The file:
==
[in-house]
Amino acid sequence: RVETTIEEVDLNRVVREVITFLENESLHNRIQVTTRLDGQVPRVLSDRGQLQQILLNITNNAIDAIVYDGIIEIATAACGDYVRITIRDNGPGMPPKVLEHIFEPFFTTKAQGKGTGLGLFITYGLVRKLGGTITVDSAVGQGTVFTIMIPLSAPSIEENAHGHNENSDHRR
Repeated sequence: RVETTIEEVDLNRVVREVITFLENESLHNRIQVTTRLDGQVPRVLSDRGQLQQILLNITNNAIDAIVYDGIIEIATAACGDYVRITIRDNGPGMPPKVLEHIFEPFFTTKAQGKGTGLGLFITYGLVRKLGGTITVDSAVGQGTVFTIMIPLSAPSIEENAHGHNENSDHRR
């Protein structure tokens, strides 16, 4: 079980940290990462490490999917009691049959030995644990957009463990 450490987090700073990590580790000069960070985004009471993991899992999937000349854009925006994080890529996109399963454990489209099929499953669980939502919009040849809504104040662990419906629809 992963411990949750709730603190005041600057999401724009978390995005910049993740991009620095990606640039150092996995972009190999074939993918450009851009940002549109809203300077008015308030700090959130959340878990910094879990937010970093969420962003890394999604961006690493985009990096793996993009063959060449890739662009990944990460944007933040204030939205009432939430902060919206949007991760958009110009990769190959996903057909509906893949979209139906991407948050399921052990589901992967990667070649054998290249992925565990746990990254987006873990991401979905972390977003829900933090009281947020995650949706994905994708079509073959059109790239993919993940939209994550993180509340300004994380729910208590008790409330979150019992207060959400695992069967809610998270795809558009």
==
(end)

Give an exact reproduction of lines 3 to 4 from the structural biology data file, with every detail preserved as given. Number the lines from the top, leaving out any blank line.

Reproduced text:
Repeated sequence: RVETTIEEVDLNRVVREVITFLENESLHNRIQVTTRLDGQVPRVLSDRGQLQQILLNITNNAIDAIVYDGIIEIATAACGDYVRITIRDNGPGMPPKVLEHIFEPFFTTKAQGKGTGLGLFITYGLVRKLGGTITVDSAVGQGTVFTIMIPLSAPSIEENAHGHNENSDHRR
């Protein structure tokens, strides 16, 4: 079980940290990462490490999917009691049959030995644990957009463990 450490987090700073990590580790000069960070985004009471993991899992999937000349854009925006994080890529996109399963454990489209099929499953669980939502919009040849809504104040662990419906629809 992963411990949750709730603190005041600057999401724009978390995005910049993740991009620095990606640039150092996995972009190999074939993918450009851009940002549109809203300077008015308030700090959130959340878990910094879990937010970093969420962003890394999604961006690493985009990096793996993009063959060449890739662009990944990460944007933040204030939205009432939430902060919206949007991760958009110009990769190959996903057909509906893949979209139906991407948050399921052990589901992967990667070649054998290249992925565990746990990254987006873990991401979905972390977003829900933090009281947020995650949706994905994708079509073959059109790239993919993940939209994550993180509340300004994380729910208590008790409330979150019992207060959400695992069967809610998270795809558009």